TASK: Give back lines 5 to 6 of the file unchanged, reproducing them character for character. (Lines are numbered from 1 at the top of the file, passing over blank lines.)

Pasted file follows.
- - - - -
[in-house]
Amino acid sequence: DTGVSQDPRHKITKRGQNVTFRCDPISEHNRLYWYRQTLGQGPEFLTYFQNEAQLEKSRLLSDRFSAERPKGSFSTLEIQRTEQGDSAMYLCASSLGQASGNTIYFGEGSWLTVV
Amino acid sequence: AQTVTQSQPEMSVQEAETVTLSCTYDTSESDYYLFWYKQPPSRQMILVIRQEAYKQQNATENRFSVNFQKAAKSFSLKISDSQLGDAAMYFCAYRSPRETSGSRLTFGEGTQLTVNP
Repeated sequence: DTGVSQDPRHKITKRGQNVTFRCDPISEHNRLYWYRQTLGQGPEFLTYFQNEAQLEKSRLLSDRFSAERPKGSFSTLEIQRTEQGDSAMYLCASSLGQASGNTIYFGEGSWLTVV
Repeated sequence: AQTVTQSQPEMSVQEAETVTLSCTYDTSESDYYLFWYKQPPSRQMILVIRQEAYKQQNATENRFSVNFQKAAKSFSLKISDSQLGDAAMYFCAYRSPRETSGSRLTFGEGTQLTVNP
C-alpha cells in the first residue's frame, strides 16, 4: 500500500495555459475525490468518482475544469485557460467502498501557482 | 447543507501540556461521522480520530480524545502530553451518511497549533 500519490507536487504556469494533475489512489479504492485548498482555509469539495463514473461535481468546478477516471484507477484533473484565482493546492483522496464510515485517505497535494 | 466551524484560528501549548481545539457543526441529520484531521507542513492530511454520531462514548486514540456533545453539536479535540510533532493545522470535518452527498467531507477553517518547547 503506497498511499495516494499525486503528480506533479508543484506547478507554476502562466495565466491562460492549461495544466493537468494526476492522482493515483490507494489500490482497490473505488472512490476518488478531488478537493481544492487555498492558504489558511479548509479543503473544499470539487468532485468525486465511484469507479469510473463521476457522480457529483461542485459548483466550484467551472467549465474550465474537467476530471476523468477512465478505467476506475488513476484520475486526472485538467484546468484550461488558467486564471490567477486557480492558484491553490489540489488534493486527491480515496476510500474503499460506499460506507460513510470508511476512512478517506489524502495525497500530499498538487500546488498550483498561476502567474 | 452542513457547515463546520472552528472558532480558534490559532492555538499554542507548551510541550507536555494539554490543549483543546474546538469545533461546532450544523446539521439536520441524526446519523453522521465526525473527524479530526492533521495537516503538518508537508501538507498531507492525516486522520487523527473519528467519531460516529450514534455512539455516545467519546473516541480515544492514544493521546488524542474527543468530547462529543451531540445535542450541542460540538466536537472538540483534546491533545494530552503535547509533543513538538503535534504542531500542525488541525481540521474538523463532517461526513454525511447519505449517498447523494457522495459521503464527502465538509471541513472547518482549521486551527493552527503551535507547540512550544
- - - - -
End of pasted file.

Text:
Repeated sequence: AQTVTQSQPEMSVQEAETVTLSCTYDTSESDYYLFWYKQPPSRQMILVIRQEAYKQQNATENRFSVNFQKAAKSFSLKISDSQLGDAAMYFCAYRSPRETSGSRLTFGEGTQLTVNP
C-alpha cells in the first residue's frame, strides 16, 4: 500500500495555459475525490468518482475544469485557460467502498501557482 | 447543507501540556461521522480520530480524545502530553451518511497549533 500519490507536487504556469494533475489512489479504492485548498482555509469539495463514473461535481468546478477516471484507477484533473484565482493546492483522496464510515485517505497535494 | 466551524484560528501549548481545539457543526441529520484531521507542513492530511454520531462514548486514540456533545453539536479535540510533532493545522470535518452527498467531507477553517518547547 503506497498511499495516494499525486503528480506533479508543484506547478507554476502562466495565466491562460492549461495544466493537468494526476492522482493515483490507494489500490482497490473505488472512490476518488478531488478537493481544492487555498492558504489558511479548509479543503473544499470539487468532485468525486465511484469507479469510473463521476457522480457529483461542485459548483466550484467551472467549465474550465474537467476530471476523468477512465478505467476506475488513476484520475486526472485538467484546468484550461488558467486564471490567477486557480492558484491553490489540489488534493486527491480515496476510500474503499460506499460506507460513510470508511476512512478517506489524502495525497500530499498538487500546488498550483498561476502567474 | 452542513457547515463546520472552528472558532480558534490559532492555538499554542507548551510541550507536555494539554490543549483543546474546538469545533461546532450544523446539521439536520441524526446519523453522521465526525473527524479530526492533521495537516503538518508537508501538507498531507492525516486522520487523527473519528467519531460516529450514534455512539455516545467519546473516541480515544492514544493521546488524542474527543468530547462529543451531540445535542450541542460540538466536537472538540483534546491533545494530552503535547509533543513538538503535534504542531500542525488541525481540521474538523463532517461526513454525511447519505449517498447523494457522495459521503464527502465538509471541513472547518482549521486551527493552527503551535507547540512550544